When the winds drive south from Anatolia,
down through western Iraq and into the Kuwaiti
borderlands, the dunes shift in waves, an ocean
cresting in a swirling of dust the camels traverse
at nightfall. And as years pass by, the wind
presses on, until soon the parietal bones appear,
curving smooth as river stone where no water runs,
until grain by grain an entire skull
emerges, its hourglass sockets
staring out at the world once more.
By companies, by battalions, these skeletons
rise slowly out of the earth, dressed
in moonlight and shadow, their limbs
pointing to the ancient constellations,
the far horizon, cold mountains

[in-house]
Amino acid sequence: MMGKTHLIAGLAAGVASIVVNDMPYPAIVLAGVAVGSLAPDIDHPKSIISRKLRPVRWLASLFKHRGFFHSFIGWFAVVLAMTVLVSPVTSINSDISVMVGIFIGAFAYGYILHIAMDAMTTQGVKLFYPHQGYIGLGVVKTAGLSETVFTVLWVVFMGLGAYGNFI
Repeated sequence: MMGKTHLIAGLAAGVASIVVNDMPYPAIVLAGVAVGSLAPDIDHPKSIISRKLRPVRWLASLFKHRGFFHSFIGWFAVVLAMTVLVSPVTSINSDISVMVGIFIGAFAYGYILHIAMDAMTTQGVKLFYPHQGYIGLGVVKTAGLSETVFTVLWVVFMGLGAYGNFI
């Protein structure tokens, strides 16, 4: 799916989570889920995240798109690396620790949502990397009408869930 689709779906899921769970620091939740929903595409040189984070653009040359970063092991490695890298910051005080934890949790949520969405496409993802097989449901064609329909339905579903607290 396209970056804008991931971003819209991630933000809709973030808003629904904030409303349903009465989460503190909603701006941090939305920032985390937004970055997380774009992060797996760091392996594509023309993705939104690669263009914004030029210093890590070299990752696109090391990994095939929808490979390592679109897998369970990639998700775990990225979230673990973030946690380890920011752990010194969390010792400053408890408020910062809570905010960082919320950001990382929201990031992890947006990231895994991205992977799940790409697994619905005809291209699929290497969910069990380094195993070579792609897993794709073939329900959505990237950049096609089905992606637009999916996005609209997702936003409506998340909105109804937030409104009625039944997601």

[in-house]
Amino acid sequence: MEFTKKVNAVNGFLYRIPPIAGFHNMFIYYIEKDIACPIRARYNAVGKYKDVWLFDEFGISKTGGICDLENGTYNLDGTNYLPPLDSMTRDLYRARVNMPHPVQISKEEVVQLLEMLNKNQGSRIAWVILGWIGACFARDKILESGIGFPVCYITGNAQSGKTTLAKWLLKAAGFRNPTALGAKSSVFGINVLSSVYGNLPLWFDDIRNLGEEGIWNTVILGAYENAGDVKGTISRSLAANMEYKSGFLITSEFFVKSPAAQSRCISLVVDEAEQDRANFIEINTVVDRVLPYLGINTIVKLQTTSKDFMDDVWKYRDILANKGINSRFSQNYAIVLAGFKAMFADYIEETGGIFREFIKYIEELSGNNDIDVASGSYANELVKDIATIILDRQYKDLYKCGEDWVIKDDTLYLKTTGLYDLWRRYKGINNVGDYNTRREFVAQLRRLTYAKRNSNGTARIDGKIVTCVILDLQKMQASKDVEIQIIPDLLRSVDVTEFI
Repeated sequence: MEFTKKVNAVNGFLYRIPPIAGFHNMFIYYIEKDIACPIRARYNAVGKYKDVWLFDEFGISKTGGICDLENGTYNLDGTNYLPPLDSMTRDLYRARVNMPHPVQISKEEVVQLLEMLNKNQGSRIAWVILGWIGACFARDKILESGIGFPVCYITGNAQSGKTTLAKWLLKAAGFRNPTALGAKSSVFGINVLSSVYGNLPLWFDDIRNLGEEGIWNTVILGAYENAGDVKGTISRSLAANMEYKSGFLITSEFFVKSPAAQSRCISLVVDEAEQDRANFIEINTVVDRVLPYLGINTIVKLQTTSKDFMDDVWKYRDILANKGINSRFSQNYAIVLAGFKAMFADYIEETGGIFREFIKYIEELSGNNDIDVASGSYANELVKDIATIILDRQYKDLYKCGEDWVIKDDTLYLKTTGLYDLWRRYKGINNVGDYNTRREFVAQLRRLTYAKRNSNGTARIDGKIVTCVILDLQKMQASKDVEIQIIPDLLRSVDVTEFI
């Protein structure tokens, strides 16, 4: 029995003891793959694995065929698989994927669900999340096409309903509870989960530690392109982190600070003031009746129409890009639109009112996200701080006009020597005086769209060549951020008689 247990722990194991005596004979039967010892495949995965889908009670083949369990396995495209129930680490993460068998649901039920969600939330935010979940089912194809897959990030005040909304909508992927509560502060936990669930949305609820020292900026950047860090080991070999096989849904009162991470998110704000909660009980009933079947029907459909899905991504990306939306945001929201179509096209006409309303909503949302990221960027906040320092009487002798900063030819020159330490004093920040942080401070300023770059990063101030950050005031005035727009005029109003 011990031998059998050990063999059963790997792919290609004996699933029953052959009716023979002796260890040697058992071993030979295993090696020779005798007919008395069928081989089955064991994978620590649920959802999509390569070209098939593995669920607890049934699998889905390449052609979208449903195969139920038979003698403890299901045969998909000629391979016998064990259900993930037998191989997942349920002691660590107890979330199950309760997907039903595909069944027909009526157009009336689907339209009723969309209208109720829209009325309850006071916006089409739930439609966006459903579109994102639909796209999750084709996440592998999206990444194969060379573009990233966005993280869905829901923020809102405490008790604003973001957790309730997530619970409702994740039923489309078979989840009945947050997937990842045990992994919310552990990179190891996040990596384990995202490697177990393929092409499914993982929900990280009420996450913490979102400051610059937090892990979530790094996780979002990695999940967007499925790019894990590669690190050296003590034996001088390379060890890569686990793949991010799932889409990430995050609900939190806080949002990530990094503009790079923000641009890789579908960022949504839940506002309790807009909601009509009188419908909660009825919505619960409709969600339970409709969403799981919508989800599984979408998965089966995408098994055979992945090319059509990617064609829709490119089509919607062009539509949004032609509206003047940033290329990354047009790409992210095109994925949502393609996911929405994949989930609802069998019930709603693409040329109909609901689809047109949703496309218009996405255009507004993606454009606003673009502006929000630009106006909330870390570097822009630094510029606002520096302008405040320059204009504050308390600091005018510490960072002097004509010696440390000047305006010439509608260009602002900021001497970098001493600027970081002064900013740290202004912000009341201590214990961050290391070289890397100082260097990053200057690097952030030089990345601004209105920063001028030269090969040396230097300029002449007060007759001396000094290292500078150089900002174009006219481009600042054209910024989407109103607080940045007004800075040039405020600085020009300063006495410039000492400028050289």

to the north. They mark their way
by the fires of nomads, imagining
their own wives and children grown old
these long years apart, how they will rest
among them once they return, wordless.
Some years they spend buried in sand.
In others, they lean into the wind, ravens
asleep on their collarbones. They follow
trails of jet exhaust, which line the heavens.
They walk toward the cities of light.